Muslim Americans: you have every right to feel worried about what the future may hold for you. Trump’s campaign gained momentum through picking on people who don’t fit the White American ideal. Now that he is destined for the White House, no one really knows what will happen in regards to the deportation of undocumented people as well as to the Muslim minority. Let’s not forget this is the same guy who wanted to start an online registry for Muslim Americans.
In the days following Trump’s election to the presidency, hate crimes have been increasing all over the country. It’s as if Trump being put into office has suddenly given people a mandate to be xenophobic assholes. The following happened on November 11, 2016.
A man approached a University of Michigan student and demanded she remove her hijab or else he would set her on fire with a lighter. The student complied. The university immediately called the off-campus incident a hate crime and Ann Arbor police say they are investigating the incident. The Michigan chapter of the Council on American-Islamic Relations said the “alleged attack is just the latest anti-Muslim incident reported since the election of Donald Trump as president.”
Despite these unfounded criminal acts, some Muslims are hopeful that the American Democratic process that put Trump in office will protect them. Whether or not it will, I guess we will have to see.
“In my heart, I believe there is a system, a law in the United States [that will protect minorities],” Sifan, 52, told The Daily Beast. “I tell my kids, the CIA and the FBI, since [Trump] becomes the president, they start giving him reports and directions.” Sifan said he is hopeful that the new information from intelligence agencies will restrain Trump’s rhetoric and help him focus on the real issues. “Because [the campaign was] politics. Now, he is the president.”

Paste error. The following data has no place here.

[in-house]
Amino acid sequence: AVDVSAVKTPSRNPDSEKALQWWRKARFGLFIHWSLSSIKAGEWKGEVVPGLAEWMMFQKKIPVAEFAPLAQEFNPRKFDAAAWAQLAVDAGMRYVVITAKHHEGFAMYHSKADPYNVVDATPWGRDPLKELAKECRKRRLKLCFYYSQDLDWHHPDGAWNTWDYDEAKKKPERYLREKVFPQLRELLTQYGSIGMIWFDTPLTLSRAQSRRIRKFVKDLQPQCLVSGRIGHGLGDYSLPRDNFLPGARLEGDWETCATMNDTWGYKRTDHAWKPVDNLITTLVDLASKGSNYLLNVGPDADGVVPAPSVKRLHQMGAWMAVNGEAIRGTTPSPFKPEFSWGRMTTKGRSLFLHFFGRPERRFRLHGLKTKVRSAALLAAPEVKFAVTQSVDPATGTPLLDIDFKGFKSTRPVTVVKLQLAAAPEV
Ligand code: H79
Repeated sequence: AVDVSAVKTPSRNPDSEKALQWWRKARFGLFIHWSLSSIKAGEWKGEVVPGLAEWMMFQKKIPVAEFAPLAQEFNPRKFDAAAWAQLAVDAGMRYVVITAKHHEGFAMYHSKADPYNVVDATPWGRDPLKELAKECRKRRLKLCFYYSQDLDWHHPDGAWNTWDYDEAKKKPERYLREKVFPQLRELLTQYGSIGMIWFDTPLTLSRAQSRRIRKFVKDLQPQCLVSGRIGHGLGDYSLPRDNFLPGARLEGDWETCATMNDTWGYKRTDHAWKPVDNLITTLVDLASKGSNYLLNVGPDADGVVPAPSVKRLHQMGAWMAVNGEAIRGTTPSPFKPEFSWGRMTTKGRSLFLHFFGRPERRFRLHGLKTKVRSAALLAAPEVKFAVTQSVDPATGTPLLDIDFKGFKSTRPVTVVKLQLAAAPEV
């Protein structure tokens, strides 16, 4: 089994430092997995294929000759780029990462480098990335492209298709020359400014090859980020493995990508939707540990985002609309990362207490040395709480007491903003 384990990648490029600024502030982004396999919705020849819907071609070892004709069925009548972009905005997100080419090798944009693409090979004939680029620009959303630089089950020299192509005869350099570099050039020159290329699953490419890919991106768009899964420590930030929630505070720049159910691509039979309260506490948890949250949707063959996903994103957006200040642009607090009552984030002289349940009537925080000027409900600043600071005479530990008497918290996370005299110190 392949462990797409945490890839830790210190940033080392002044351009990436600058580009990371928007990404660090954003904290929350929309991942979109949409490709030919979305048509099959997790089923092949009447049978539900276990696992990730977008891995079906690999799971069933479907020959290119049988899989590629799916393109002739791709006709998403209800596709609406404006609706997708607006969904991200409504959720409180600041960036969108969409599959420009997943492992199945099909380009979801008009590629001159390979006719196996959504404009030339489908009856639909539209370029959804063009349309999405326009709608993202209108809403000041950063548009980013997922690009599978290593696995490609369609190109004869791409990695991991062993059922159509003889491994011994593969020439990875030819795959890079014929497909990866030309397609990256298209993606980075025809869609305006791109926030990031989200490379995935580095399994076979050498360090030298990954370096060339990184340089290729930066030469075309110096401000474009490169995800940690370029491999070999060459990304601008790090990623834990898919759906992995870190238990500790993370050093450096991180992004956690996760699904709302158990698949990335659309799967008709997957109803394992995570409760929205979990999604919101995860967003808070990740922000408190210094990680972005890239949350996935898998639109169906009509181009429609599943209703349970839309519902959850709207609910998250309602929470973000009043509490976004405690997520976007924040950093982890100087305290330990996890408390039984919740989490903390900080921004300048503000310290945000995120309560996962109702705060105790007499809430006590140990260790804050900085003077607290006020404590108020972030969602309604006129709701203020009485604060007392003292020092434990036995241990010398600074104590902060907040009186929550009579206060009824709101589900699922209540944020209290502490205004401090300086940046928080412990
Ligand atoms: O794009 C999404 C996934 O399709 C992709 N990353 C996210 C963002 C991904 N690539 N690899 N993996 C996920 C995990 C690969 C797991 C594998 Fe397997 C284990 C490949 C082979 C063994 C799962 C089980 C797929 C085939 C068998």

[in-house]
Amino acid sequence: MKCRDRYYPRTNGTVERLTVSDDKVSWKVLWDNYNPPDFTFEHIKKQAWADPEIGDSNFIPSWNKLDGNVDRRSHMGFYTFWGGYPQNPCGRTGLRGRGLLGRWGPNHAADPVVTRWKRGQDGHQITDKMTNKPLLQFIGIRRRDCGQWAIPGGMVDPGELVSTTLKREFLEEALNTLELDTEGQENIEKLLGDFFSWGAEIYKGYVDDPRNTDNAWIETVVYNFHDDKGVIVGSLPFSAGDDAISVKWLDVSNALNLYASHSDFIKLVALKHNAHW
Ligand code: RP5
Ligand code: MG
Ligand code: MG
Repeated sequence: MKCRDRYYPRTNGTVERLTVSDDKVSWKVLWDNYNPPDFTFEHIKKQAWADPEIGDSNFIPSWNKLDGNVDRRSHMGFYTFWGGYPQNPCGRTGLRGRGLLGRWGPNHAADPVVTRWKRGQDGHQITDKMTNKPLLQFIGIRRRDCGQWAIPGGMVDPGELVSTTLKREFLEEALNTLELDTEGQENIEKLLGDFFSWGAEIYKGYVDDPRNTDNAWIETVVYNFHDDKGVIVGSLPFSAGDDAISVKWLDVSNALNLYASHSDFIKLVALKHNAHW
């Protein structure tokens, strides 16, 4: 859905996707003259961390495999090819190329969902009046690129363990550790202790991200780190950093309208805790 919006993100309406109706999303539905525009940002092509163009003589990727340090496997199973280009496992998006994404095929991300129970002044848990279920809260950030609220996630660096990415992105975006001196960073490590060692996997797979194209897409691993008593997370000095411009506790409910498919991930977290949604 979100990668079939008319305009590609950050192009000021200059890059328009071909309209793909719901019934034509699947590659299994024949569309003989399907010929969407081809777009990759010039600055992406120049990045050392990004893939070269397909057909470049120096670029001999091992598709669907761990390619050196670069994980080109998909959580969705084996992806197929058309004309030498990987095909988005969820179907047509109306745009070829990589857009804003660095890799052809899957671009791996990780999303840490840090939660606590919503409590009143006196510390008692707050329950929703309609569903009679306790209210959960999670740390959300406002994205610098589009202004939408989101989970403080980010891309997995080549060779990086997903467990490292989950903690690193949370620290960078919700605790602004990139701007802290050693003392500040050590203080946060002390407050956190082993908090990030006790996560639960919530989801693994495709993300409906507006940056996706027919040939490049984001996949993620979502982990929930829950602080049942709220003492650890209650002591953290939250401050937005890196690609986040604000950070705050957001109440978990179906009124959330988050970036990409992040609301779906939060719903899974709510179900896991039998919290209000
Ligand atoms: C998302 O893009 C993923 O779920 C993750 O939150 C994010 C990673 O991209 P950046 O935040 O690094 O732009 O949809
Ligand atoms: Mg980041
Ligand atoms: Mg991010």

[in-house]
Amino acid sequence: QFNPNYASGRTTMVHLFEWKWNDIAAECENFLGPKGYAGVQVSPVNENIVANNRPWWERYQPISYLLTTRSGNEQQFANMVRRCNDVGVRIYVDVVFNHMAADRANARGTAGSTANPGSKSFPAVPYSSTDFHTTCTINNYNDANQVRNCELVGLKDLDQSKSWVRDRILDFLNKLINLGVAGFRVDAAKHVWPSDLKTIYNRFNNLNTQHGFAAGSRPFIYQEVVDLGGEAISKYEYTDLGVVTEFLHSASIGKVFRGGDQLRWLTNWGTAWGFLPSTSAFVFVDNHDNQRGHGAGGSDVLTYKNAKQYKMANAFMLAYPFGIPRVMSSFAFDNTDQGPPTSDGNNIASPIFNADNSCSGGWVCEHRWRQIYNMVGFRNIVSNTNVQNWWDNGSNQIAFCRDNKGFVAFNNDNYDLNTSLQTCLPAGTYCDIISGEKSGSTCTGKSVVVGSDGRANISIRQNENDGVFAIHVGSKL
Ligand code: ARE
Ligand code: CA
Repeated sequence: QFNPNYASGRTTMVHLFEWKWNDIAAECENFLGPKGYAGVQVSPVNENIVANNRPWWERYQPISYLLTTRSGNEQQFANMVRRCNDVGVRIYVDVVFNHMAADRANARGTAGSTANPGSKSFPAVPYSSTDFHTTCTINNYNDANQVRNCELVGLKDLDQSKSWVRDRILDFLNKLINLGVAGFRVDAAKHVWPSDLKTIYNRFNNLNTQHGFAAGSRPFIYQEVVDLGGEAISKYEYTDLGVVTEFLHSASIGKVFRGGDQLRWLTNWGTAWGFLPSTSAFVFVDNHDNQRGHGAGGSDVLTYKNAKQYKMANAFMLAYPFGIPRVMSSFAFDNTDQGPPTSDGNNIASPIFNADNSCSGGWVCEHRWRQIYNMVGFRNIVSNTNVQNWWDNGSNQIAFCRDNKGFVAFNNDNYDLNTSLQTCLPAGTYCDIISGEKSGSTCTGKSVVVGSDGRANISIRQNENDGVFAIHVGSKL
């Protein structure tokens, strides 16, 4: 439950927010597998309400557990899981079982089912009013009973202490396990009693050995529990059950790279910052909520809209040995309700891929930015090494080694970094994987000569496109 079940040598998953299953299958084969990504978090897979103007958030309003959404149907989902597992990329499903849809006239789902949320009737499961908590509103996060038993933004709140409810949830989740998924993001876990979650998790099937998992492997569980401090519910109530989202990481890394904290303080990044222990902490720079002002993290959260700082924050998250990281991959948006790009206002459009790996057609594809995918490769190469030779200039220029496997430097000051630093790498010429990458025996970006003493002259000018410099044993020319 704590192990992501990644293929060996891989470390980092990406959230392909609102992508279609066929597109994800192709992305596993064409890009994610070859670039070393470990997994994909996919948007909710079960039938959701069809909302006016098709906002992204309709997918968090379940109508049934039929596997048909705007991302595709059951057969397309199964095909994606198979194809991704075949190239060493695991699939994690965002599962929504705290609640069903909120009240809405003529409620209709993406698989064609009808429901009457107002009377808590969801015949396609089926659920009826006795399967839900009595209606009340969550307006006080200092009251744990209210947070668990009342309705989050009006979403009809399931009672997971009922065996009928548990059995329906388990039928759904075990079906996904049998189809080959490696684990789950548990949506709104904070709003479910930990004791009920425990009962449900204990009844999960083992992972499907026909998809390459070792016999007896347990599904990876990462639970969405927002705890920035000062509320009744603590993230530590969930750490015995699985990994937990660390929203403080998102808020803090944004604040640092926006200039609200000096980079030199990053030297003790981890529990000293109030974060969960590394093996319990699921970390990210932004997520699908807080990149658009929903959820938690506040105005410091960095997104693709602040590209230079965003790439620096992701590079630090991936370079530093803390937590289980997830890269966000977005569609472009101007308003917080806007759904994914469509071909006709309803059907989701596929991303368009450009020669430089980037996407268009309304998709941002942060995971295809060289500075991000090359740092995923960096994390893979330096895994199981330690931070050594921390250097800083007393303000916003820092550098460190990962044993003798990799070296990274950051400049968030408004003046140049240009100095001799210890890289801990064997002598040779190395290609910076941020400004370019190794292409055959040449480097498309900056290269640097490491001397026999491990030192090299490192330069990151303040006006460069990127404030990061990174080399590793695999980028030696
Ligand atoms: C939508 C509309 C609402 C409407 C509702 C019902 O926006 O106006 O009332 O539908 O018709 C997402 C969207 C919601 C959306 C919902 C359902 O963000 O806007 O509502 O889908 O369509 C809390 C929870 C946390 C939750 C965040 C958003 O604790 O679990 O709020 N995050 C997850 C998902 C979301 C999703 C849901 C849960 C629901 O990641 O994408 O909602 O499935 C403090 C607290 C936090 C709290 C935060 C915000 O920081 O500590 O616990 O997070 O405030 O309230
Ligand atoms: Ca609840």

Maybe we should give Trump’s establishment a chance. Maybe, just maybe, there is a sliver of hope that is some kind of closeted progressive that will usher our nation into a time of unprecedented growth and progress. Or, maybe not. However, what is clear is that Trump is somewhat malleable and is capable of changing his mind on things, as we have recently seen in his views on gay marriage. When asked about the possible over-turning of landmark LGBT marriage legalization, Trump said the following:
“These cases have gone to the Supreme Court. They’ve been settled. And I’m — I’m fine with that,” he said.
Maybe this shows that his view on Muslims and Latino-Americans can change too. After being asked about what he could say about the reports of his supporters harassing Latinos and Muslims, Trump said this:
“I am so saddened to hear that. And I say, ‘Stop it.’ If it — if it helps,” Trump said, turning from Stahl to another camera positioned inside his Trump Tower apartment. “I will say this, and I will say right to the cameras: Stop it.”2
It’s clear that Trump’s rhetoric has a palpable effect on the actions of his supporters. The President-Elect has an opportunity to showcase that he is capable of compassion and empathy, no matter how much of a sociopath he may be. Though the past week or so has shown the uglier sides of America, there is potential for Trump to change this. If he advocates for tolerance of those that are not White Christians, maybe his fan base can come to the realization that this is the twenty first century and we shouldn’t be threatening to set fire to people’s public displays of their own religions.